Do not reverse gains made in media



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Global think-tank Freedom House ranked Kenya’s media as Partly Free in 2018, a drop from earlier rating as Free.

Never before has the media in Kenya experienced such bold and direct intimidation, harassment and threats of censorship than in the last year. The matter has shaken the gains of democracy and press freedom in Kenya.

Prior to the signing into law of the contentious Computer and Cybercrimes Bill that criminalises free speech, journalists and media houses were blatantly attacked by the public and the government for trying to balance their coverage during the charged 2017-2018 political period.

Some TV stations covering a parallel inauguration ceremony were shut down in total disobedience of the law and, an arrest warrant issued against some journalists.

Video footage of a stand-off between immigration officials and an opposition politician at JKIA, recorded in full glare of the world, showed the police attacking journalists in order to prevent them from carrying out their duties.

Human rights group Article 19 East Africa released a report that recorded 94 such incidents against individual journalists and media workers including bloggers.

In August 2018, two People Daily newspaper journalists and their managing editor were harassed and threatened with being barred from covering Parliament for reporting that some MPs were allegedly taking and soliciting bribes from organisations and individuals they were supposed to be investigating.

These attacks, perpetrated by State agencies, not only characterised a dip in media freedom in Kenya, but also encouraged such acts in the eyes of the public, who may ride on coverage that they regard negative to take matters into their own hands.

Many months later, journalism is still one of the most dangerous professions in the world.

The International Federation of Journalists reports that in 2018, 94 journalists and media workers died in targeted killings, bomb attacks and crossfire incidents.

Out of the 4,000 journalists in Kenya, half of them are correspondents, most of whom have no salary or formal employment, no insurance or medical cover, no safety gears, and are facing increased intimidation, harassment and physical attacks from hostile news sources, according to the Kenya Correspondents Association.

In Kenya, when journalists face harassment and threats, there is often little coverage about these incidents and/or concerted efforts by journalists themselves to not only raise awareness about the attacks, but to also advocate for freedom and independence of the media.

Editorial coverage will often swiftly move on to other trending news items and ignore or forget to address the very dangers that face journalists in their line of duty.

Talk of a battered wife who gets refuge only when good neighbours come to her rescue.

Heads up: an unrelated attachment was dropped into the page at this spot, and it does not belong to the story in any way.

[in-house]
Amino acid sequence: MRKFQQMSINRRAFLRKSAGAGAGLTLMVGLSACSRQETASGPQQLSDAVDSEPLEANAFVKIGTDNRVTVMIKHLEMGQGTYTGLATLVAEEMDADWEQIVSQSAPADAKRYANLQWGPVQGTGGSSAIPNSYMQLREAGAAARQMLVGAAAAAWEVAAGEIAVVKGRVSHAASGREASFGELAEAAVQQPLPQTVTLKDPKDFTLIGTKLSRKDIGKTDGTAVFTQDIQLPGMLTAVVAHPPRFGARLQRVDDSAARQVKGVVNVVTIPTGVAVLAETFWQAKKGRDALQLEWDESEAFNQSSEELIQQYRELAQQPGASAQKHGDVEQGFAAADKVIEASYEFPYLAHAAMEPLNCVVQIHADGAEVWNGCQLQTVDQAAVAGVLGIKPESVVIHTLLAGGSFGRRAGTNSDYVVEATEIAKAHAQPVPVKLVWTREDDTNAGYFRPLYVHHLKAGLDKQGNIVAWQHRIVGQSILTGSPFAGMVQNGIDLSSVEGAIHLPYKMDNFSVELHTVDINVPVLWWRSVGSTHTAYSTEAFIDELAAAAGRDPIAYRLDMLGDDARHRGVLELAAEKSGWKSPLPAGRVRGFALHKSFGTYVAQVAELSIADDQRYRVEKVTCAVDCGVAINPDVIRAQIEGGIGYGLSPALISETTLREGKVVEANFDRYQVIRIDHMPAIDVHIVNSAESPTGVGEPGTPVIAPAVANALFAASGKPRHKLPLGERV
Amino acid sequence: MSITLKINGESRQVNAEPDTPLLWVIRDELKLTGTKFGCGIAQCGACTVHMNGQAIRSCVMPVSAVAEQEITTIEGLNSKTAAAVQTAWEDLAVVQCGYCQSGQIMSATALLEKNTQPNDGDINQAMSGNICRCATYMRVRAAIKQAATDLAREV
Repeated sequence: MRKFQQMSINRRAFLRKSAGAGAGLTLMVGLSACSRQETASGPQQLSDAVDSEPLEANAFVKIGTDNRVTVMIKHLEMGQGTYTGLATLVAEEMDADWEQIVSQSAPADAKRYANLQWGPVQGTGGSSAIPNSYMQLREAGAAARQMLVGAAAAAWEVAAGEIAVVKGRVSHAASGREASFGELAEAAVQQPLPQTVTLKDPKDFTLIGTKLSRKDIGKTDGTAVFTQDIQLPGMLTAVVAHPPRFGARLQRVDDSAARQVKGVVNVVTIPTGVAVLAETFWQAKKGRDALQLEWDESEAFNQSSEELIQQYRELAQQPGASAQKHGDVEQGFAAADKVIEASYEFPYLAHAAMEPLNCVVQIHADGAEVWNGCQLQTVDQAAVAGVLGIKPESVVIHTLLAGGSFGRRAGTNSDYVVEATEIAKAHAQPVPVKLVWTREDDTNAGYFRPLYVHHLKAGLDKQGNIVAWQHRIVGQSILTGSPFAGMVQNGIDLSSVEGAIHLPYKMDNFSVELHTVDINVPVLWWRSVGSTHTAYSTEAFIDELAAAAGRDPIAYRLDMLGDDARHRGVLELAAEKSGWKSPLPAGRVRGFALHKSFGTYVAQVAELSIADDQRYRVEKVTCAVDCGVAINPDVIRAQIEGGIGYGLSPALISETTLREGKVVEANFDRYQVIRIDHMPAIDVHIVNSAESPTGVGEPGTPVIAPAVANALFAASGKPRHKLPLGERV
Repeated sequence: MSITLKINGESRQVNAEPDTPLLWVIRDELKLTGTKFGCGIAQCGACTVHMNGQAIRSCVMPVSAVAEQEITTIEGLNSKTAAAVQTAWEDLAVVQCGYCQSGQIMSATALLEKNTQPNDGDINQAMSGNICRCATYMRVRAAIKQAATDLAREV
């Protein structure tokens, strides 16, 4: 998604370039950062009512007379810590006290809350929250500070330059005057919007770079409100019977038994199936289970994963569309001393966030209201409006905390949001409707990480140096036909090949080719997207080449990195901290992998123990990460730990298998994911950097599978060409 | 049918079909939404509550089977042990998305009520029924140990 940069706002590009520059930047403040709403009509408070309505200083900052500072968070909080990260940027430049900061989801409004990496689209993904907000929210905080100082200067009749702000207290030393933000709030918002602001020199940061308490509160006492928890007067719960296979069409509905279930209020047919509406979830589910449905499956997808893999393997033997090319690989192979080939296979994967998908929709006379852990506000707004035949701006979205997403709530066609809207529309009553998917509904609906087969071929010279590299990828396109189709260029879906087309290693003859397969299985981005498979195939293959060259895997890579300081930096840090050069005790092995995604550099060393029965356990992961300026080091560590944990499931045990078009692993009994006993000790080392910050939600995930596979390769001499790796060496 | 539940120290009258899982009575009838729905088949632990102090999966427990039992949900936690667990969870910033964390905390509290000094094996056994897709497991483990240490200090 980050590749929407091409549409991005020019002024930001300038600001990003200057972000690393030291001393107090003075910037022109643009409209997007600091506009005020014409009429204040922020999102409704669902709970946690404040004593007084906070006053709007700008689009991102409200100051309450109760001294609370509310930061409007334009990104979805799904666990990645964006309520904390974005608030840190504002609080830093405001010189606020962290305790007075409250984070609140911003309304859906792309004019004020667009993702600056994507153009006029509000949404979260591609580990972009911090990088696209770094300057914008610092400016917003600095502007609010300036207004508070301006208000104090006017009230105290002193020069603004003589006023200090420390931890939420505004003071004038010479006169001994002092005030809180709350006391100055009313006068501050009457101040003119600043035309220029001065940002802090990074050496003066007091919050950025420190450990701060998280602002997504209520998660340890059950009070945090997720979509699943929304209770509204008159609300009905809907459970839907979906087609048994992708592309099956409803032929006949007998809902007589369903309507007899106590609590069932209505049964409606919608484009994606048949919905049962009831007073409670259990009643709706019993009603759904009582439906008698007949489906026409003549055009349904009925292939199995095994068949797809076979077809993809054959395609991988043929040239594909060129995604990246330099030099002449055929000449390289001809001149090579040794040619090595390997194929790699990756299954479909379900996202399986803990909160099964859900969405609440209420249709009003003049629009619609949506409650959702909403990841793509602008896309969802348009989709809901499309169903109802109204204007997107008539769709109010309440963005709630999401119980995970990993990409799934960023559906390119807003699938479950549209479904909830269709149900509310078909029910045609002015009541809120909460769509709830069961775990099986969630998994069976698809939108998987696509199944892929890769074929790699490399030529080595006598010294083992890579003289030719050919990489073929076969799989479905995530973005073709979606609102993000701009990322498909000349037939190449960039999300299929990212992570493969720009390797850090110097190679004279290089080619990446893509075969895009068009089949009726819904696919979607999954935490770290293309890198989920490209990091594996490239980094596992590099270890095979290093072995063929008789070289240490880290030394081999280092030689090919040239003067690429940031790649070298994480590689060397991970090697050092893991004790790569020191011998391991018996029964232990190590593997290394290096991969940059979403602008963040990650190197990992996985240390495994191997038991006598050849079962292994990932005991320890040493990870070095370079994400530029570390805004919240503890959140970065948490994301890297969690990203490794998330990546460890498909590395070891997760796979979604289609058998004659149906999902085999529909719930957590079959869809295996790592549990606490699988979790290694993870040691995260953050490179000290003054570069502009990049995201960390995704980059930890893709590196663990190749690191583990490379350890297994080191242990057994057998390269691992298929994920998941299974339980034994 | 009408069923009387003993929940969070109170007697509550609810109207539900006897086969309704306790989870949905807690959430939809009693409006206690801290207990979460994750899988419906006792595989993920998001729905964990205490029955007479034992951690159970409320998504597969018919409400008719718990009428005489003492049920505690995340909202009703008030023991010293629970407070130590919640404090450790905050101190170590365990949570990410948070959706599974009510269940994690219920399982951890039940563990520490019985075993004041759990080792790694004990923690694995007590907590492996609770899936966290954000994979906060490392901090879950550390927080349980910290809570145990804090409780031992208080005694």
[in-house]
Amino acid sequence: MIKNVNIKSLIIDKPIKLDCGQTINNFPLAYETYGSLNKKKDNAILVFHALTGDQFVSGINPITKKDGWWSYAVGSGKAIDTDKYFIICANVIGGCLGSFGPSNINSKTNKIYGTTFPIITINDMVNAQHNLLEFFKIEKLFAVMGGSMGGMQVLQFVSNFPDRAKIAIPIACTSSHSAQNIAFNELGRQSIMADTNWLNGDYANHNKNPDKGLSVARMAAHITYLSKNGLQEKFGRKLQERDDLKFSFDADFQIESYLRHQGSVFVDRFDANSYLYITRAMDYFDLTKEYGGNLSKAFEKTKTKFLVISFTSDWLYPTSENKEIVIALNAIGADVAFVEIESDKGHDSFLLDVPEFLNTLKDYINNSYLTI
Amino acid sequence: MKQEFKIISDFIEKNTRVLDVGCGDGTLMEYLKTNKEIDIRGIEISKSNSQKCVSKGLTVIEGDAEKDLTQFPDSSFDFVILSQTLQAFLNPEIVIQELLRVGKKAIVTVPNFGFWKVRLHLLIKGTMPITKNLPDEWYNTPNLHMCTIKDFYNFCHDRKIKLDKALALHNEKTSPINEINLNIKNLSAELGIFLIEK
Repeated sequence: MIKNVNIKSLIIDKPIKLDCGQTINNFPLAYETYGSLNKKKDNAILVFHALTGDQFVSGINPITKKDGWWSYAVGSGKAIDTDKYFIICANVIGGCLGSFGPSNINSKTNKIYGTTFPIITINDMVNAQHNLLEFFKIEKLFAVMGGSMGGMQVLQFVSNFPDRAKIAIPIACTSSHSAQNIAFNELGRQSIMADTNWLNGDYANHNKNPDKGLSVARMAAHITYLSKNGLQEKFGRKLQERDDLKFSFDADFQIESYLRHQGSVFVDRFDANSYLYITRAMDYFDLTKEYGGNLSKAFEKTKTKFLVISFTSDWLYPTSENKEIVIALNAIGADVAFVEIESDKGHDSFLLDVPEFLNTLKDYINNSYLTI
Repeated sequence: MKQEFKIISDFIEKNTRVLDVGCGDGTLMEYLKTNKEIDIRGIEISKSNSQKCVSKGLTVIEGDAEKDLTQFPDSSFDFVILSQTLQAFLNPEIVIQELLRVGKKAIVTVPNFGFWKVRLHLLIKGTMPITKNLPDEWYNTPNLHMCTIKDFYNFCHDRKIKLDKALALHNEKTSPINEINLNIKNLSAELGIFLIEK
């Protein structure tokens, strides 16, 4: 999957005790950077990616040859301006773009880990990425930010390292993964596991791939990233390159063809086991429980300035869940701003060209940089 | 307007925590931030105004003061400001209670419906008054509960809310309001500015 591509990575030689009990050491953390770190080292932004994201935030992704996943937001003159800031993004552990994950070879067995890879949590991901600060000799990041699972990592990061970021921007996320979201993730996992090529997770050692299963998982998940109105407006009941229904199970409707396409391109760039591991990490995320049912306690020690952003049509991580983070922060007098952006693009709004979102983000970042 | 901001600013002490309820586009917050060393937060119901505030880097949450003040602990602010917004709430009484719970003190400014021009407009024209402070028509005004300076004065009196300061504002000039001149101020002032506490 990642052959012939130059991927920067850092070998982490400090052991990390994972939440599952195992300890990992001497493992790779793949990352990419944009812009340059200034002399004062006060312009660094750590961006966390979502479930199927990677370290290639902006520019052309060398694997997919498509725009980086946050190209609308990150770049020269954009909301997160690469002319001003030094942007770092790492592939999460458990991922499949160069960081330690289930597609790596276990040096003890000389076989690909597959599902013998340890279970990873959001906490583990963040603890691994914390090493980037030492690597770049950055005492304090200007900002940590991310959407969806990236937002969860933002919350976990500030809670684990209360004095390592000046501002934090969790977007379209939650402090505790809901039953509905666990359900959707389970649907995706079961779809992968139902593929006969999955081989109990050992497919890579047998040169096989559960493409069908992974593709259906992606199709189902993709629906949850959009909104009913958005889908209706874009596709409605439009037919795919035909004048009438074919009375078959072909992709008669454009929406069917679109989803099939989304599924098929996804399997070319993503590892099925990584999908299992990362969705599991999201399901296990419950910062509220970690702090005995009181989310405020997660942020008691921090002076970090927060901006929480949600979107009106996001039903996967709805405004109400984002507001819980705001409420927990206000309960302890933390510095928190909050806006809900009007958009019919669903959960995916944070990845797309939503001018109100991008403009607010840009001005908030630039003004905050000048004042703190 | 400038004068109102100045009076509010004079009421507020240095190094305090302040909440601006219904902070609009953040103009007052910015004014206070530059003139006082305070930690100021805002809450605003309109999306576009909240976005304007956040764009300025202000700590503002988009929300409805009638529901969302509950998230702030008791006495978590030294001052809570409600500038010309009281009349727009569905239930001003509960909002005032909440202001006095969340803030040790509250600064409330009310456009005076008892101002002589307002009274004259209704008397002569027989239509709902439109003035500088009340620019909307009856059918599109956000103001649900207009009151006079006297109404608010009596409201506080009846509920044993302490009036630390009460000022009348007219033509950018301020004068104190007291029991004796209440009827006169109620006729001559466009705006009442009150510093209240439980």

Journalists have surrendered this duty to media development and civil society organisations who frequently rush in to help and call for protection of journalists.

Journalists and media institutions need to come out and increase efforts to shun and speak out about threats and challenges that affect the media in Kenya.

There should be deliberate mechanisms in place to report and record incidents relating to the safety of journalists in every media house, and a strategy to highlight and seek help from other partners.

The profession comes with a huge responsibility, and should therefore be practised responsibly and in full adherence to the code of conduct for the practice of journalism in Kenya.

The State should desist from threatening journalists and enacting laws that undermine the practice of free and independent journalism.

Allow a more robust space for press freedom and an opportunity for the Fourth Estate to continue its role in highlighting corruption and promotion of accountability, integrity and good governance without fear or intimidation.

As Kenyans, we rely on the media to give us a truthful account of events in order to help us make decisions on how we are governed.

Indeed, media is the most trusted institution in Kenya. However, we remain complicit when we sit and spectate as the media is under attack.

Let us advocate the rule of law and respect the independence of the press. Are journalists aware of any safety protocols to follow when they face harassment or life-threatening situations, and could this be the reason why many incidents will go unreported and with little or no coverage?

For a long time in Kenya, media has been the cornerstone of democracy and a watchdog for good governance.

Recent attempts to diminish its role have dealt a detrimental blow to the full realisation of Article 33, 34 and 35 of the Kenyan Constitution.

Unlike in the past, the battle is no longer about self-censorship and control of advertising revenue by government, the biggest advertiser, but from a State that is bolder in stifling media operations through enactment of draconian laws and blatant intimidation.

Mr Mariita is a Communications Officer at Transparency International Kenya


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